Introduction. The case of Zermeno v. Garcia is about a business divorce gone bad, leading to costly and protracted litigation between family members over the operation of a family-owned concrete business. 14-17-00843-CV, 2019 WL 2063090 (Tex. App.—Houston [14th Dist.] May 9, 2019, no pet. h.). After the initial lawsuit was filed, the parties entered into a settlement agreement. Unfortunately, as part of the settlement, the parties attempted to continue to work together in some form or fashion leading to additional costly litigation including this appeal.

Background. Gloria Zermeno and her brother, Ricardo Guzman, started a concrete business, Z Ready Mix, Inc., many years prior to the underlying litigation. Gloria was in charge of administration and Mario managed operations. Half of the shares in the company were owned by Gloria and the other half were owned by Mario’s wife, Noelia.

In 2014, disputes over Z Ready Mix arose between Gloria and Mario. As a result, Noelia and Mario, individually and derivatively on behalf of Z Ready Mix, sued Gloria and Ricardo who in turn sued Noelia and Mario.  After mediation, the parties entered into a settlement agreement that divided the assets and debts of Z Ready Mix between the parties. One plant owned by Z Ready Mix would go to Gloria and Ricardo and the other would go to Noelia and Mario. The parties were to evenly divide the cash in the company’s accounts, accounts receivable, and the company’s debts. Both couples were going to start new concrete companies. The electricity and water sources were located only on the property Noelia and Mario received. Thus, the parties agreed that all utilities would continue to be connected to Gloria and Ricardo’s plant until new connections for Noelia and Mario’s plant could be established.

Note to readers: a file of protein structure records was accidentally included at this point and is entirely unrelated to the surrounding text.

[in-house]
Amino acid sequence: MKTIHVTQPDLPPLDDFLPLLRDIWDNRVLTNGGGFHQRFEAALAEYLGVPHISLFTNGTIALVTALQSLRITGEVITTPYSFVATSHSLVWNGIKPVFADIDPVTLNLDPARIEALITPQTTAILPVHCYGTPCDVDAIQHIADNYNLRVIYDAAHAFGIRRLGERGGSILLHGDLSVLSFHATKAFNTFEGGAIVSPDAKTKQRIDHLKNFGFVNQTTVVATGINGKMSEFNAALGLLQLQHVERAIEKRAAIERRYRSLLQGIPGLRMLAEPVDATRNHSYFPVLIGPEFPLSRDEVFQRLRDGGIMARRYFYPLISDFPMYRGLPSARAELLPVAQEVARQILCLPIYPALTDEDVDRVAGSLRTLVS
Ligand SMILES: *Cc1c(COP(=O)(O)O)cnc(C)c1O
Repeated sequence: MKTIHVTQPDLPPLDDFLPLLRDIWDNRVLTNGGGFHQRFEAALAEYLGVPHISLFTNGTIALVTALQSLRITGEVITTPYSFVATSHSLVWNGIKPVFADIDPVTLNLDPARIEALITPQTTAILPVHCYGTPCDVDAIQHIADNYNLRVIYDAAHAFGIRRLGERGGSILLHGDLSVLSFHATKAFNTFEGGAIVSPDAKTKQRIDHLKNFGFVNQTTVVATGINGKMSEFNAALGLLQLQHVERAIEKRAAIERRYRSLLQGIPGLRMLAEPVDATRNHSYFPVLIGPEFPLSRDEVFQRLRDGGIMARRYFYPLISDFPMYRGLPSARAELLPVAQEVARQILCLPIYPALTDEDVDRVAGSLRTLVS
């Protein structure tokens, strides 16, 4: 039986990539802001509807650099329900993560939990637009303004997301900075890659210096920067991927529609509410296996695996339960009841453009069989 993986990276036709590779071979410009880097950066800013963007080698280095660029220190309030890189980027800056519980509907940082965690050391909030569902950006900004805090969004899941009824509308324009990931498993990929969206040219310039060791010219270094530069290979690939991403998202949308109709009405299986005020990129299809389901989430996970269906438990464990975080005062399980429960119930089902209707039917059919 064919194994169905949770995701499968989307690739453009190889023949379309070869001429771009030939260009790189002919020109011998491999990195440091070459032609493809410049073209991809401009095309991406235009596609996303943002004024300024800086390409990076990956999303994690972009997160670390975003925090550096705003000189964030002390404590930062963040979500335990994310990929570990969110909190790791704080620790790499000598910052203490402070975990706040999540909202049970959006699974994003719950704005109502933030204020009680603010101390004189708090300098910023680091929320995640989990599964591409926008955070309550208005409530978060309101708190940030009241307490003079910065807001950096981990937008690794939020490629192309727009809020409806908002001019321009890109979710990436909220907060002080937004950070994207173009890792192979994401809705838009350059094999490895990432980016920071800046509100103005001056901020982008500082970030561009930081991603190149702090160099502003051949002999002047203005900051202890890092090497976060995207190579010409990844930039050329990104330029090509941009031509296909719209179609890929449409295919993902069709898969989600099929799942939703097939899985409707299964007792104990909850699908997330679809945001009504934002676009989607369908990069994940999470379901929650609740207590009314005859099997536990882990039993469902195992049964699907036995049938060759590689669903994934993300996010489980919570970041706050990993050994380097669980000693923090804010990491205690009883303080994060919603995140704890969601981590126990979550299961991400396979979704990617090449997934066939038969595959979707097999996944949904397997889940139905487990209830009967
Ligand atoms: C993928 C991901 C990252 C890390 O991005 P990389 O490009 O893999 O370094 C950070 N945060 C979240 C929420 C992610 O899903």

Subsequently, Gloria and Ricardo allegedly had trouble with the supply of power and water to their plant and asserted new claims against Noelia and Mario for breach of the settlement agreement. In turn, Noelia and Mario asserted new claims on behalf of Z Ready Mix against Gloria for breach of fiduciary duty.

Z Ready Mix alleged that Gloria breached her fiduciary duties by:

  • Collecting cash payments from Z Ready Mix customers and not depositing them to the Z Ready Mix’s bank account.
  • Accepting payment for services alleged provided by Gloria’s newly formed company that were actually for debts owed to Z Ready Mix.
  • Converting Z Ready Mix accounts receivables.

Jury verdict. The jury found no breach by  Noelia and Mario of the settlement agreement. However, the jury found that Gloria breached her fiduciary duty, resulting in Z Ready Mix/Noelia and Mario sustaining $467,000 in damages. The trial court entered a judgment for that amount in favor of Noelia, Mario, and Z Ready Mix, and Gloria appealed.

Court of appeals affirms. The court of appeals found that as a corporate officer of Z Ready Mix Gloria owed fiduciary duties to it, there was sufficient evidence to support the jury’s findings that Gloria breached her fiduciary duties, and affirmed the trial court’s judgment.

Lessons learned. This case is an example of a business divorce gone bad. It appears that after suing one another, the parties continued to attempt to work together as part of their settlement agreement, rather than completely separating their interests. When negotiating a business divorce it is always best for the adverse parties to completely divide their business interests and go their separate ways. Otherwise, the settlement agreement may be nothing more than a bandaid to the problems the parties are attempting to resolve, leading to additional protracted and costly litigation.